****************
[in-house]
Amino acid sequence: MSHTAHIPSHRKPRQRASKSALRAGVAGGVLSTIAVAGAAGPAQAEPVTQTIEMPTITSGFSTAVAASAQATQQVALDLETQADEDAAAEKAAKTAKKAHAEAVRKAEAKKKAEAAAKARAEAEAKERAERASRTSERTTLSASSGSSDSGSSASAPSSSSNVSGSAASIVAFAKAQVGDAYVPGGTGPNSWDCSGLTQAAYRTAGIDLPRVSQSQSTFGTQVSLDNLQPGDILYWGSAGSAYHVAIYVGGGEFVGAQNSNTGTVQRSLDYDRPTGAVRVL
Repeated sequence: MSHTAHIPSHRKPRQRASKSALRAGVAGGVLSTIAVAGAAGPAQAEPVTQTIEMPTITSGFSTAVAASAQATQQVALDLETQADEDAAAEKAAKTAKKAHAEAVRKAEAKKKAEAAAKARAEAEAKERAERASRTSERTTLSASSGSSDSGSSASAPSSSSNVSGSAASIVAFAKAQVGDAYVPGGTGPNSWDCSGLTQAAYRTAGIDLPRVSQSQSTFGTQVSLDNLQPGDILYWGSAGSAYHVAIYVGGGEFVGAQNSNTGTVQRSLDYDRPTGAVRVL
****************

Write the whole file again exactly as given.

[in-house]
Amino acid sequence: MSHTAHIPSHRKPRQRASKSALRAGVAGGVLSTIAVAGAAGPAQAEPVTQTIEMPTITSGFSTAVAASAQATQQVALDLETQADEDAAAEKAAKTAKKAHAEAVRKAEAKKKAEAAAKARAEAEAKERAERASRTSERTTLSASSGSSDSGSSASAPSSSSNVSGSAASIVAFAKAQVGDAYVPGGTGPNSWDCSGLTQAAYRTAGIDLPRVSQSQSTFGTQVSLDNLQPGDILYWGSAGSAYHVAIYVGGGEFVGAQNSNTGTVQRSLDYDRPTGAVRVL
Repeated sequence: MSHTAHIPSHRKPRQRASKSALRAGVAGGVLSTIAVAGAAGPAQAEPVTQTIEMPTITSGFSTAVAASAQATQQVALDLETQADEDAAAEKAAKTAKKAHAEAVRKAEAKKKAEAAAKARAEAEAKERAERASRTSERTTLSASSGSSDSGSSASAPSSSSNVSGSAASIVAFAKAQVGDAYVPGGTGPNSWDCSGLTQAAYRTAGIDLPRVSQSQSTFGTQVSLDNLQPGDILYWGSAGSAYHVAIYVGGGEFVGAQNSNTGTVQRSLDYDRPTGAVRVL